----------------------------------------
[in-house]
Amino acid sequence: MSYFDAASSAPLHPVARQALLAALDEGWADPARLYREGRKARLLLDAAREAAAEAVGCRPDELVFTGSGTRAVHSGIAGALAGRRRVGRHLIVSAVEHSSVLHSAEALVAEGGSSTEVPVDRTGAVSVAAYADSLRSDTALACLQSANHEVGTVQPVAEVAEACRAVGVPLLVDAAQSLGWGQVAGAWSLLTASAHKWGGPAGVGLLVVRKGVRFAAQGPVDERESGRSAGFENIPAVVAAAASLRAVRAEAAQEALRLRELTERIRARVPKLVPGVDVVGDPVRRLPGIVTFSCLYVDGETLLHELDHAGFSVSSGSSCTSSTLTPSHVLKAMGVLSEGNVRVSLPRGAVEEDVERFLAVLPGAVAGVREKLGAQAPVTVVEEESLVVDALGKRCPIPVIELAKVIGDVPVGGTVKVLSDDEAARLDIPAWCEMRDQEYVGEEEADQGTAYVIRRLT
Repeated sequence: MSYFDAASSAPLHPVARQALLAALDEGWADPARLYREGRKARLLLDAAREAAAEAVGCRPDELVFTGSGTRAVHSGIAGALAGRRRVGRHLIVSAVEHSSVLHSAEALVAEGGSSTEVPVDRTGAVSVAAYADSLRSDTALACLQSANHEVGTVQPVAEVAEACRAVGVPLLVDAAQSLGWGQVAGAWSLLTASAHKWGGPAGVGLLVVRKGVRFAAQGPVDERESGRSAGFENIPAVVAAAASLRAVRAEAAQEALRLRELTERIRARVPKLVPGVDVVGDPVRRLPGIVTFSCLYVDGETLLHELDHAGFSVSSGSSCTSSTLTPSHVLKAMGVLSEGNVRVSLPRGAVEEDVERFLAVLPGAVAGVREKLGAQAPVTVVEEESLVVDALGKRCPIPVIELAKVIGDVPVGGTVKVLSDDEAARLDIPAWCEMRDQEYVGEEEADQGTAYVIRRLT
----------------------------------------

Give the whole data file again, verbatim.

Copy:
[in-house]
Amino acid sequence: MSYFDAASSAPLHPVARQALLAALDEGWADPARLYREGRKARLLLDAAREAAAEAVGCRPDELVFTGSGTRAVHSGIAGALAGRRRVGRHLIVSAVEHSSVLHSAEALVAEGGSSTEVPVDRTGAVSVAAYADSLRSDTALACLQSANHEVGTVQPVAEVAEACRAVGVPLLVDAAQSLGWGQVAGAWSLLTASAHKWGGPAGVGLLVVRKGVRFAAQGPVDERESGRSAGFENIPAVVAAAASLRAVRAEAAQEALRLRELTERIRARVPKLVPGVDVVGDPVRRLPGIVTFSCLYVDGETLLHELDHAGFSVSSGSSCTSSTLTPSHVLKAMGVLSEGNVRVSLPRGAVEEDVERFLAVLPGAVAGVREKLGAQAPVTVVEEESLVVDALGKRCPIPVIELAKVIGDVPVGGTVKVLSDDEAARLDIPAWCEMRDQEYVGEEEADQGTAYVIRRLT
Repeated sequence: MSYFDAASSAPLHPVARQALLAALDEGWADPARLYREGRKARLLLDAAREAAAEAVGCRPDELVFTGSGTRAVHSGIAGALAGRRRVGRHLIVSAVEHSSVLHSAEALVAEGGSSTEVPVDRTGAVSVAAYADSLRSDTALACLQSANHEVGTVQPVAEVAEACRAVGVPLLVDAAQSLGWGQVAGAWSLLTASAHKWGGPAGVGLLVVRKGVRFAAQGPVDERESGRSAGFENIPAVVAAAASLRAVRAEAAQEALRLRELTERIRARVPKLVPGVDVVGDPVRRLPGIVTFSCLYVDGETLLHELDHAGFSVSSGSSCTSSTLTPSHVLKAMGVLSEGNVRVSLPRGAVEEDVERFLAVLPGAVAGVREKLGAQAPVTVVEEESLVVDALGKRCPIPVIELAKVIGDVPVGGTVKVLSDDEAARLDIPAWCEMRDQEYVGEEEADQGTAYVIRRLT